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MUSIC : A Good Sense of Timing : Drummer Tony Braunagel beat his own path to R&B success after leaving chiropractic college.

June 09, 1995|DAVID S. BARRY | SPECIAL TO THE TIMES; David S. Barry writes regularly for The Times

UNIVERSAL CITY — When Houston-born drummer Tony Braunagel left chiropractic college in 1970 to work with a band on the Southern rhythm-and-blues circuit, his parents were desolated.

Twenty years later, Albert and Jody Braunagel watched their son Tony on national TV, playing with blues singer Bonnie Raitt at the 1990 Grammy Awards show. Raitt's album "Nick of Time," featuring Braunagel on drums, swept the awards, and it was clear he'd made the right move.

Today Braunagel, 46, of Studio City, enjoys both the rewards of doing Los Angeles studio work and playing at B. B. King's in Universal City and the House of Blues in Hollywood.

He traces his passion for blues to a cousin who baby-sat him in his preschool years. "She'd play stations KCOH and KYOK, and I remember hearing deejays named Dizzy Lizzie and Sister Lou play Jimmy Reed and Etta James."

He took up the drums on his own. "Later on, in junior high, I was listening to guys like Little Willie John, Lloyd Price, Ray Charles and Bobby Bland," Braunagel says, "and I began working out a style on the drums from what I heard on records."

While still in high school, Braunagel played with bands in local clubs for audiences that were sometimes black, sometimes mixed. Then he enrolled in chiropractic college and worked at night with a 10-piece soul band.

"One night the band leader said to me, 'You're not doin' too bad for a part-time musician. You oughta think about turning full-time.' " Braunagel has been full-time ever since.

"I went on the road in 1970 and '71," he says, "playing places like Galveston, Jackson, Atlanta, Shreveport, and really digging the whole adventure."

Road work included playing with childhood legends Jimmy Reed, Lightning Hopkins and John Lee Hooker--experiences Braunagel describes as being "like jewels in your life."

In 1973, Braunagel moved to London for a job as a studio drummer for Island Records, recording and touring Europe and the Middle East. Five years later, he moved to Los Angeles and worked on the road with Rickie Lee Jones, then went on tour with Bette Midler.

"Bette Midler's show was tremendously tight every night," Braunagel says, "with a high degree of organization. Rickie Lee Jones encourages way-out, spontaneous playing, and her show was just the opposite. Between those two extremes, I really honed some skills down."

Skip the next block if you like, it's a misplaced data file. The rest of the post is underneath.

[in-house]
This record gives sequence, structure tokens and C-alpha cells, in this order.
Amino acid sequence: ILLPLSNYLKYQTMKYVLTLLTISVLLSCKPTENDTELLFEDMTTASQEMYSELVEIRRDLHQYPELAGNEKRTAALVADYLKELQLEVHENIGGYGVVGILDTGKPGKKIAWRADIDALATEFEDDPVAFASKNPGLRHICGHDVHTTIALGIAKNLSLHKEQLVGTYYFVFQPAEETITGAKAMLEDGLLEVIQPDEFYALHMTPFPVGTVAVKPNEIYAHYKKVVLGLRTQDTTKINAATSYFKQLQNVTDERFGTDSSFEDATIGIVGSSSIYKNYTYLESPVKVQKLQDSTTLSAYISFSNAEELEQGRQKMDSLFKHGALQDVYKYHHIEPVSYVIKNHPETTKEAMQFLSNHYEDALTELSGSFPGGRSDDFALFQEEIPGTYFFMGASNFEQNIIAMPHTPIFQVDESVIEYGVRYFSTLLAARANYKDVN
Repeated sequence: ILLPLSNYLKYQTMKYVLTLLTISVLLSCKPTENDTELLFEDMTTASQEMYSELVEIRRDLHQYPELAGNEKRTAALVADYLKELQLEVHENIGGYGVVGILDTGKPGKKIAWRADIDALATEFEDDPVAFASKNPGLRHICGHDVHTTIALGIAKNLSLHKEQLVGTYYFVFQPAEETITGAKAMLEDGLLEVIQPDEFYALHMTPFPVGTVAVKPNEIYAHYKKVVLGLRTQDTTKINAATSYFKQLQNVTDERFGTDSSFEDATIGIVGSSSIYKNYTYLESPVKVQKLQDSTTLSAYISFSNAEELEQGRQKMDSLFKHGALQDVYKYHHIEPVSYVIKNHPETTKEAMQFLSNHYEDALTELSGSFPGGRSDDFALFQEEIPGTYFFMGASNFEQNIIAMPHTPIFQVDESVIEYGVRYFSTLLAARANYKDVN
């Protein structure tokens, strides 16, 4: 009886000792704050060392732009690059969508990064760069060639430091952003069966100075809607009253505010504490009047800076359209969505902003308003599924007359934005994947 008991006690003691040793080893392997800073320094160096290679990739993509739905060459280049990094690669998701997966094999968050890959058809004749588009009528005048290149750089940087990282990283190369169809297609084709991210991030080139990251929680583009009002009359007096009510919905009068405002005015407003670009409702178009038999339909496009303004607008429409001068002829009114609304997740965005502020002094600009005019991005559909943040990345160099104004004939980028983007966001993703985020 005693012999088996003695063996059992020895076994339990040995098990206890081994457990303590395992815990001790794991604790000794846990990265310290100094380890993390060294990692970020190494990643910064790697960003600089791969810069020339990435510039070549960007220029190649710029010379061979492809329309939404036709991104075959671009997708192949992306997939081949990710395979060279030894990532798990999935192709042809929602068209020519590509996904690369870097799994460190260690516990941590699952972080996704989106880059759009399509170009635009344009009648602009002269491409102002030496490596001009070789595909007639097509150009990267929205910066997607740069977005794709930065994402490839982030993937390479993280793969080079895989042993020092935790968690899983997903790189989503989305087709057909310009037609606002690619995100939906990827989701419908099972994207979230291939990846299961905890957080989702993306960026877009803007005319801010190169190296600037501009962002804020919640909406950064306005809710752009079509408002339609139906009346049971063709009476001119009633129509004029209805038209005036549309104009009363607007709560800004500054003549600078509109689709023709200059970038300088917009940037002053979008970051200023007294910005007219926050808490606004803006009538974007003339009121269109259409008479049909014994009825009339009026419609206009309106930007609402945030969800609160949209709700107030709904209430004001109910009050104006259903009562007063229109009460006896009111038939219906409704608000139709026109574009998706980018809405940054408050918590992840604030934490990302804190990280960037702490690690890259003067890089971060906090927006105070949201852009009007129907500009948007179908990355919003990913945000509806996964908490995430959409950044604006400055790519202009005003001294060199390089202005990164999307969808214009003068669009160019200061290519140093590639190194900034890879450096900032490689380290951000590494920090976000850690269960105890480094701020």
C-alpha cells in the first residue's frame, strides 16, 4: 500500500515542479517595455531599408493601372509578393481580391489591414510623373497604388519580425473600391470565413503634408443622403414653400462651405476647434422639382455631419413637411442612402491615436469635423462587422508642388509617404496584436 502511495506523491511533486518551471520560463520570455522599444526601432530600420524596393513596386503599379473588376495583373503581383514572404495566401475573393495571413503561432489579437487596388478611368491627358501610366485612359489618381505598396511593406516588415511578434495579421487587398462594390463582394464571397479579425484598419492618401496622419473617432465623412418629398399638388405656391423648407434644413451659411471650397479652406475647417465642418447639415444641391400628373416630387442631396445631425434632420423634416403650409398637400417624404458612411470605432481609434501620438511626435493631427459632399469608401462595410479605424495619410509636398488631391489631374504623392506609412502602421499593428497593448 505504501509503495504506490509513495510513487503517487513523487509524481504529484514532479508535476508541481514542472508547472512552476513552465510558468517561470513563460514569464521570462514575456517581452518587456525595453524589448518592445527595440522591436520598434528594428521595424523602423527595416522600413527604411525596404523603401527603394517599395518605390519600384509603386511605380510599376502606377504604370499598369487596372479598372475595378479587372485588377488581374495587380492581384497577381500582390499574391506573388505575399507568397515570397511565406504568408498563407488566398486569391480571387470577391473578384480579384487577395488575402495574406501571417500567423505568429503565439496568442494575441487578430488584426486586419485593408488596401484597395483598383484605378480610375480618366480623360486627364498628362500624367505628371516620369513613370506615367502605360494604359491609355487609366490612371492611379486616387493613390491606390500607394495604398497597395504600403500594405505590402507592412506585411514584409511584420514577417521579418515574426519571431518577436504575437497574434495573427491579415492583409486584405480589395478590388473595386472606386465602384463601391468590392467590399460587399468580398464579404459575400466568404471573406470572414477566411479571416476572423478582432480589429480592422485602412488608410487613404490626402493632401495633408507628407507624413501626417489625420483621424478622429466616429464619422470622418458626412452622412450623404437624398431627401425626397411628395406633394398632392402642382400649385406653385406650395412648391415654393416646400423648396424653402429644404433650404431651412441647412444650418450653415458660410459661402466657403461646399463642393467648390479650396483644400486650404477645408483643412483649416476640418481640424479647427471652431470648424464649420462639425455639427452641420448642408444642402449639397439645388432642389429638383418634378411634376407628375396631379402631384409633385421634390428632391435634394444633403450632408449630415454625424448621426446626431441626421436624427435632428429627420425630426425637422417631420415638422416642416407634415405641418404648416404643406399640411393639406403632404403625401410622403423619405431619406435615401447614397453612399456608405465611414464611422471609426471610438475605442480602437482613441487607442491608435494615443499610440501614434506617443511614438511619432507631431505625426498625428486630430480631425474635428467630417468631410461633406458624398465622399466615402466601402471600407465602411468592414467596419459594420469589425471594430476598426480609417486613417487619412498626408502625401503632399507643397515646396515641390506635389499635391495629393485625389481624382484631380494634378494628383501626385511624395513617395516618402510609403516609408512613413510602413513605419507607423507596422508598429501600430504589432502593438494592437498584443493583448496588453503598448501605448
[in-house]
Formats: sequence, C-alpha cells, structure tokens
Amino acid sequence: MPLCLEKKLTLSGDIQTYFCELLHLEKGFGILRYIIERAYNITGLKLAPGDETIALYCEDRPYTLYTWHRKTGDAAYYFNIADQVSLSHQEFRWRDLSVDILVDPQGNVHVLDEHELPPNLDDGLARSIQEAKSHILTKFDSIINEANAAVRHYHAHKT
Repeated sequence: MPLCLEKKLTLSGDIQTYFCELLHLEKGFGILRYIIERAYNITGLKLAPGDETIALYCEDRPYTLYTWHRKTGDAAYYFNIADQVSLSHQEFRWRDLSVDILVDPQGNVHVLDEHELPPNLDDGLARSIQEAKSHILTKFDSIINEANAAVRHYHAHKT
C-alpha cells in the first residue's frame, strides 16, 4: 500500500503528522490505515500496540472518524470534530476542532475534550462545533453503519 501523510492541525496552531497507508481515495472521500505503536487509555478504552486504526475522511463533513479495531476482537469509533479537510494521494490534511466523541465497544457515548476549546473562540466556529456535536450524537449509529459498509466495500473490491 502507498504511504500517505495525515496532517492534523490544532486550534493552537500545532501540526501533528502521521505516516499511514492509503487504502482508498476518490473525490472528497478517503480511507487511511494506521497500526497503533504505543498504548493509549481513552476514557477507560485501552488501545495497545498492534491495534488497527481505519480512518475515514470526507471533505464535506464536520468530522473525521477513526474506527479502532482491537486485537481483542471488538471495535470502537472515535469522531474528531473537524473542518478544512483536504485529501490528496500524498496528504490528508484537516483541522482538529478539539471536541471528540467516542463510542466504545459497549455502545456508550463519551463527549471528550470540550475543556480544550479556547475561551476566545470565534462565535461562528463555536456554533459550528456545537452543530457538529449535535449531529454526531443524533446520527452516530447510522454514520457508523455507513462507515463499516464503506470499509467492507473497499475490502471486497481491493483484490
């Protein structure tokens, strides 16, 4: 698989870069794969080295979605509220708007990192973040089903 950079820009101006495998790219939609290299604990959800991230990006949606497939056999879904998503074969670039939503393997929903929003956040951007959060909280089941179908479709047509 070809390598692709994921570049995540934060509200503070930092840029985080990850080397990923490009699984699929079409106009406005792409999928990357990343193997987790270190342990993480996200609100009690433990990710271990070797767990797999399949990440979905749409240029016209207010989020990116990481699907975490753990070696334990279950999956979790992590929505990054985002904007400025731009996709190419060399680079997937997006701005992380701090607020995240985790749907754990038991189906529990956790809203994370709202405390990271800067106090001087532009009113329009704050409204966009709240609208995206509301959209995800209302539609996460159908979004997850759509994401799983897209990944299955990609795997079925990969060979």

Braunagel then joined Raitt's band for a seven-year stint of touring, which included the recording of two Raitt albums. In 1991, he decided to give up road work for a permanent address in Studio City. He left Raitt's band, got married and joined the local L.A. soul group Jack Mack and the Heart Attack.

He managed the transition from touring musician to session player, and recorded albums with Maria Muldaur, Otis Rush, Taj Mahal and Buddy Guy.

"Tony always plays the perfectly appropriate thing," says Maria Muldaur, best-known for her early '70s hit "Midnight at the Oasis." "And he does it perfectly. What he plays is simple as breathing, and funky to the bone. And his time is flawless."

On the Muldaur, Mahal and Buddy Guy albums, Braunagel was joined in the studio by horn player Marty Grebb of Malibu, a former member of Raitt's band.

"Music is kind of a spiritual thing for Tony," says Grebb, "of being with the other musicians, rather than trying to be a flash guy and impress people. He really listens to what everybody else is doing."

Braunagel has no complaints about his life and work.

"I really feel lucky in life to be able to play the drums every day," he says. "My wife Lisa is a songwriter with a writing contract, so she gets paid to write songs."

Braunagel spends limited time teaching selected drum students.

"I don't work on being incredibly fast or playing a lot of strokes. I work on making what I do complement everybody else's playing, and I try to teach my students the same approach."


Where and When

Who: Drummer Tony Braunagel with the Arthur Adams Band.

Location: B. B. King's Blues Club, Universal CityWalk, 100 Universal City Plaza.

Hours: 8 p.m. Tuesday to Thursday.

Price: $6 cover.

Call: (818) 622-5464.

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